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Canon 80D EFSC question

 
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anvancy



Joined: 05 Dec 2009
Posts: 351
Location: India

PostPosted: Wed Jul 12, 2017 3:59 am    Post subject: Canon 80D EFSC question Reply with quote

I am using the canon 80D on my wemacro rail. I am facing an odd problem when I enable the EFSC function.

With Liveview mode on and LV Mode to 1, the shutter is locked till the time I press the shutter button again. Example - Rail moves a step. Controller triggers the exposure. Mirror does not go up. Rail moves to the next step. Controller triggers second exposure. This trigger resets the mirror of the first exposure. Process repeats. In the end I am one exposure behind.

For the time being to overcome this issue, I have enabled the 2sec timer on my camera and increased the rest time after the exposure is taken before the rail moves to the next step.

Is this a common issue or my settings are not correct?

Thanks

Anvancy
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Charles Krebs



Joined: 01 Aug 2006
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Location: Issaquah, WA USA

PostPosted: Wed Jul 12, 2017 8:11 pm    Post subject: Reply with quote

Be sure that the camera image review time (seen after the shot on the rear LCD screen) is "off". If for some reason you need a review, you will have to set the WeMacro controller to provide 2 releases with each step. One to take the picture, and a second, after a desired delay, to take the camera out of "review mode" and back to shooting ready.

There should be no mirror movement at all during stack acquisition with that camera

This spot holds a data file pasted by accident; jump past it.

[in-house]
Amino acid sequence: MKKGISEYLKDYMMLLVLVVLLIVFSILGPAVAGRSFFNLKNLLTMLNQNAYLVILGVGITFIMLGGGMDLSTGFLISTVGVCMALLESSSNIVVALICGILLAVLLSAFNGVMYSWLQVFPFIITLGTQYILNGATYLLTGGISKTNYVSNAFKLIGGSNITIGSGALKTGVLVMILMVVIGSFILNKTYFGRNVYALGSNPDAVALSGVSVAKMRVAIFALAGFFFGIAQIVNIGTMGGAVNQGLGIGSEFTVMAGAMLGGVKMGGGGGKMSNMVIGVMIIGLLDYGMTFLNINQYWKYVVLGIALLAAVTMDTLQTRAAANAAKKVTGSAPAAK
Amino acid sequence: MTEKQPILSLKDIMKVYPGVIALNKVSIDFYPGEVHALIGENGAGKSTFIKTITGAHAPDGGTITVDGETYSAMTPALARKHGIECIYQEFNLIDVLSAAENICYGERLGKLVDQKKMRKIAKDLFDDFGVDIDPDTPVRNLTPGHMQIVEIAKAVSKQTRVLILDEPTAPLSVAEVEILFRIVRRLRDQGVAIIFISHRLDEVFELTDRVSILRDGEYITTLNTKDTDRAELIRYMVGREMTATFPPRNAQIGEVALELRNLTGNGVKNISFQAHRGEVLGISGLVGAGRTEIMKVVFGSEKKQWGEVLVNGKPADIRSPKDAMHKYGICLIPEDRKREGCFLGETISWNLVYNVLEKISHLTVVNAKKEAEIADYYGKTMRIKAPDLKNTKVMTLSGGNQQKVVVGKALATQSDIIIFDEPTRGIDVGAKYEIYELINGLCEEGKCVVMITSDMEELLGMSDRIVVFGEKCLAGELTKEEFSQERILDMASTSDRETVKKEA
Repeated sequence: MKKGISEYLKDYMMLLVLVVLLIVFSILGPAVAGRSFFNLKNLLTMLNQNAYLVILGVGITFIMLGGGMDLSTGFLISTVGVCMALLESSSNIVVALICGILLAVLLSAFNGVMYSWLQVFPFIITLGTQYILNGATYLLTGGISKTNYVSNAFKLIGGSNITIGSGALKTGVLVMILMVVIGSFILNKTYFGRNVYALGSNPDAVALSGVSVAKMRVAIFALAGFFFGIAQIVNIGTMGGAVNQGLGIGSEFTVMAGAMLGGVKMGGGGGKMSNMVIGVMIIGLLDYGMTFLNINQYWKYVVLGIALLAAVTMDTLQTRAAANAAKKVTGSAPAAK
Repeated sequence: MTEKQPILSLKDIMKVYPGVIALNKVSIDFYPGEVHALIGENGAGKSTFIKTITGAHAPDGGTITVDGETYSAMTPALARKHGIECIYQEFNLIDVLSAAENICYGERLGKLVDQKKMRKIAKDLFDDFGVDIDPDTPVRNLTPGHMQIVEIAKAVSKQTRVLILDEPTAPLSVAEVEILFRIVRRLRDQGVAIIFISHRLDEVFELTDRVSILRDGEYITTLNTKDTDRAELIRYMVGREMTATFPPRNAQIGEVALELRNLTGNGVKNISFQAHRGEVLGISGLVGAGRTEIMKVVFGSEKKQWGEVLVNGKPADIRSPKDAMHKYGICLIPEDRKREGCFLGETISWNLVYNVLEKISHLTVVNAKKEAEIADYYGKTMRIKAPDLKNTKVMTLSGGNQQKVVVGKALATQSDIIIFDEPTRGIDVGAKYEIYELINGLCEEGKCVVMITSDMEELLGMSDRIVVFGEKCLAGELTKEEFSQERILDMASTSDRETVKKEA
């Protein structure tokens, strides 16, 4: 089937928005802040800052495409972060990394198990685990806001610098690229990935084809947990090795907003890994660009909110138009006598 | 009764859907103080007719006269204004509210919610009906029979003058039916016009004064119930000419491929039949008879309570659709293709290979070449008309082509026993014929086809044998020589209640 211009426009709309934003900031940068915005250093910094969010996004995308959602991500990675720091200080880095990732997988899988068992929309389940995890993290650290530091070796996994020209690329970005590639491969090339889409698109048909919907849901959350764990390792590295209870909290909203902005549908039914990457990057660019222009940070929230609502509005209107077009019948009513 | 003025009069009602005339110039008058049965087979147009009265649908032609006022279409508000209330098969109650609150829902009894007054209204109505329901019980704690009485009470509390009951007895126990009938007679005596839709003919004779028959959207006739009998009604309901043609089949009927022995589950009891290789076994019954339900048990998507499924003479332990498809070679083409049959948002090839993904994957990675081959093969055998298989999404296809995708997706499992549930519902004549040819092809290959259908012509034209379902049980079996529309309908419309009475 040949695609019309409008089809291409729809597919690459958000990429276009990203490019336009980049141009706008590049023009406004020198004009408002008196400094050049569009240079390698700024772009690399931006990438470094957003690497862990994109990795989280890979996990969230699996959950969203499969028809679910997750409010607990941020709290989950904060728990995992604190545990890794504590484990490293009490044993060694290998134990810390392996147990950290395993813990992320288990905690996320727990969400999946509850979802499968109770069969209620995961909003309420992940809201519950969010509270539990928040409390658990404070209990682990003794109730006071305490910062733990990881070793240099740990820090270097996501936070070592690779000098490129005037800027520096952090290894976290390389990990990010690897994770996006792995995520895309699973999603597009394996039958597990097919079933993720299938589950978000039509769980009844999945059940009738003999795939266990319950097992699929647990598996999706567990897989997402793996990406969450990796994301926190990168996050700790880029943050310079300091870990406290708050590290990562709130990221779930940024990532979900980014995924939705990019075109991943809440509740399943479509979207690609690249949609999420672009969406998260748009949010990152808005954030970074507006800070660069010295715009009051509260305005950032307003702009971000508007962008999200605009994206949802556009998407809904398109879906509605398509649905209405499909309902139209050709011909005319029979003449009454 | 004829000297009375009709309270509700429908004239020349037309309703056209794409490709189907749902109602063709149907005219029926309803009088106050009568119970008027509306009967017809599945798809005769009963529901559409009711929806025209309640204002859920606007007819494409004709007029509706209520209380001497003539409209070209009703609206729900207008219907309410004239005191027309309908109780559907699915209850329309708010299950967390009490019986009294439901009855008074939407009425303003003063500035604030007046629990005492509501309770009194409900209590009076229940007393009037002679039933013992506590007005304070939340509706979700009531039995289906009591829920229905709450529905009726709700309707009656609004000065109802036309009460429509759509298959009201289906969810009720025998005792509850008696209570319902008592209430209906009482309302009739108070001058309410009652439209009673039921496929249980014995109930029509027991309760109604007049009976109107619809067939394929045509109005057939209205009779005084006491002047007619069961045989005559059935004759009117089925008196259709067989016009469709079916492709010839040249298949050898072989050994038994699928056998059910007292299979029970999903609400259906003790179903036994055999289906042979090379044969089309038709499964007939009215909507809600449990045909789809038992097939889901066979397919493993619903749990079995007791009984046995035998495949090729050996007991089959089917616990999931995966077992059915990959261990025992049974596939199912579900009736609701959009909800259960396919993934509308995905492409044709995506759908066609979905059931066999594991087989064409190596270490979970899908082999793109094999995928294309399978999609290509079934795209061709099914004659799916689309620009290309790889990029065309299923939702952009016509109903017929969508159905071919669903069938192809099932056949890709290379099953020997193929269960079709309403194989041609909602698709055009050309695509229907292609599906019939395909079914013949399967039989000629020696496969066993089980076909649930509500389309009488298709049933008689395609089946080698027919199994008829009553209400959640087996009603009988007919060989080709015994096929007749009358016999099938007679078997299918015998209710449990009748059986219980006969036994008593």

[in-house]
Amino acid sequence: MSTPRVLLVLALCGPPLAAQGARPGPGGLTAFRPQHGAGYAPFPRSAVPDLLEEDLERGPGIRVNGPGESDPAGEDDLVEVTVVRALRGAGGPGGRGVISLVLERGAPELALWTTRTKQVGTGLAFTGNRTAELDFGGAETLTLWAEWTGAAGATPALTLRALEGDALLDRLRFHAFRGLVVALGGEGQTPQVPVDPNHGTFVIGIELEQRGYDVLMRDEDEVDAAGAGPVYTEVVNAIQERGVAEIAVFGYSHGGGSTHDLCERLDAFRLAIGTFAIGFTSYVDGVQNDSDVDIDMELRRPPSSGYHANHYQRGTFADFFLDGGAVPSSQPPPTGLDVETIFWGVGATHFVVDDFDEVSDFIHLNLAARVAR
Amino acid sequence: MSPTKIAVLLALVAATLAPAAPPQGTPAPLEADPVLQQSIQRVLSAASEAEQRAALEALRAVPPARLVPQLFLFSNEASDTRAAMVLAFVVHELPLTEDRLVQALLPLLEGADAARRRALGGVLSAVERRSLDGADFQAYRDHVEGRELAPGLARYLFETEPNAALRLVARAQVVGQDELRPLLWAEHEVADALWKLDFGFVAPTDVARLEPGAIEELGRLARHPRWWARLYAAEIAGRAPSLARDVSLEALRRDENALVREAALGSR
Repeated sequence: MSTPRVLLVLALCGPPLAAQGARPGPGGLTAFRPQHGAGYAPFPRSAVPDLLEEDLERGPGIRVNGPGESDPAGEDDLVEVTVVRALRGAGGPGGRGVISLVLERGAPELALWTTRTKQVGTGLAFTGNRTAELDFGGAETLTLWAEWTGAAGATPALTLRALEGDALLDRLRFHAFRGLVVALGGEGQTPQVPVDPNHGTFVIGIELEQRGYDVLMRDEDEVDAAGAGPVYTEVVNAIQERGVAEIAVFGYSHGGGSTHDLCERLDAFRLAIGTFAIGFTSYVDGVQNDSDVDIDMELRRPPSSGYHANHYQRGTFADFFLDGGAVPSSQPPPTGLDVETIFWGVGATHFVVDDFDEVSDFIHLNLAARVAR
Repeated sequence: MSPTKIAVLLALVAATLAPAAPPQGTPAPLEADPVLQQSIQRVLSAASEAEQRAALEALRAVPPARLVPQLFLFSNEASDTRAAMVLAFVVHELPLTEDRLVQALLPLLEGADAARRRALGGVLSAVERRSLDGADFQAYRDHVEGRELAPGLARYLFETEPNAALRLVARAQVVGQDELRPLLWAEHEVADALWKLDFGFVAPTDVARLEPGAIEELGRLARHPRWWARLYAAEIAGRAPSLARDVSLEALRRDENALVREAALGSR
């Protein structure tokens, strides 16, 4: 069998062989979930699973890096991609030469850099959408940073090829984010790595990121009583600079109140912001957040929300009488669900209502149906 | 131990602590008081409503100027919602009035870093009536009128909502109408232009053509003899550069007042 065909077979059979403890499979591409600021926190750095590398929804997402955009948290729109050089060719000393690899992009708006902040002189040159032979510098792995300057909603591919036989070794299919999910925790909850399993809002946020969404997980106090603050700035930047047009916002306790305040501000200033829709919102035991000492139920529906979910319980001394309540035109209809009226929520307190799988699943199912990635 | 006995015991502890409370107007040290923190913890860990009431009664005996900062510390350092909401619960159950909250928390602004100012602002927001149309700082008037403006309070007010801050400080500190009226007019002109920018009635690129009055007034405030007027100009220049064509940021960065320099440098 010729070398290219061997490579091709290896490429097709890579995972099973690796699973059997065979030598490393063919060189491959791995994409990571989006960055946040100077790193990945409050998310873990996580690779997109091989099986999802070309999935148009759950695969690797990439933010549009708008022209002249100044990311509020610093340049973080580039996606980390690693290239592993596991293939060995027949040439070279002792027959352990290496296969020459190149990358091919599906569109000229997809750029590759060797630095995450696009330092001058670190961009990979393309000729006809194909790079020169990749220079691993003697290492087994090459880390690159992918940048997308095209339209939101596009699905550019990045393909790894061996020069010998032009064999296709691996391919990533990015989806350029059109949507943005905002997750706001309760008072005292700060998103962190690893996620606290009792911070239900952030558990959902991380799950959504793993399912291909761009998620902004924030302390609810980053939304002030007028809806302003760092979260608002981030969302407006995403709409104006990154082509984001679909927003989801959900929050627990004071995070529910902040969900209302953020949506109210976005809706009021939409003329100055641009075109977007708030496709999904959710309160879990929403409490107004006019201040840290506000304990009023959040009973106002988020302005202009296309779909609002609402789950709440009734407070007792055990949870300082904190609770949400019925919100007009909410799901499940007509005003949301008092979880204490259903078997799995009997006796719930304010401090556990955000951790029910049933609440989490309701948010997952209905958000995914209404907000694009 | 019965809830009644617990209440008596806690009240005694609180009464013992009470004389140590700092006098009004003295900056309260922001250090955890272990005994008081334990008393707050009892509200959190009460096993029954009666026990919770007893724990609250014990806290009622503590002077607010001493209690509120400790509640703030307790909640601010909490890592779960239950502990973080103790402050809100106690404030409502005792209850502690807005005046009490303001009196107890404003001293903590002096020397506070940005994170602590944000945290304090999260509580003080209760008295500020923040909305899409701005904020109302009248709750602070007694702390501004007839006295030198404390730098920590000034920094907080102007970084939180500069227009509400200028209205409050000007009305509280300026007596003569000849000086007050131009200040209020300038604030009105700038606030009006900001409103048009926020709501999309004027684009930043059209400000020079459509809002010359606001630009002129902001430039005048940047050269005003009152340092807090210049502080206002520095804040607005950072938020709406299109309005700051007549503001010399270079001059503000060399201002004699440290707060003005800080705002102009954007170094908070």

.
1) In menu, set live view to Mode 1 or 2

2) In menu, turn off image review (or else program for two releases each step)

3) Be sure the camera has been placed into "live view" before starting to acquire the stack.
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anvancy



Joined: 05 Dec 2009
Posts: 351
Location: India

PostPosted: Wed Jul 12, 2017 9:27 pm    Post subject: Reply with quote

Charles Krebs wrote:
Be sure that the camera image review time (seen after the shot on the rear LCD screen) is "off". If for some reason you need a review, you will have to set the WeMacro controller to provide 2 releases with each step. One to take the picture, and a second, after a desired delay, to take the camera out of "review mode" and back to shooting ready.

There should be no mirror movement at all during stack acquisition with that camera
.
1) In menu, set live view to Mode 1 or 2

2) In menu, turn off image review (or else program for two releases each step)

3) Be sure the camera has been placed into "live view" before starting to acquire the stack.


Thanks for the reply Charles. I went through your EFSC article and it provided much needed knowledge. I have some questions pertaining to your reply.

1. Is it because the image review is set to "ON" the camera locks itself thinking the first exposure is not complete?

2.Going by your suggestion, I can do test shutters through wemacro to review my composition and then turn off image review for the actual stack to save time on the wemacro instead to choosing two triggers through the wemacro.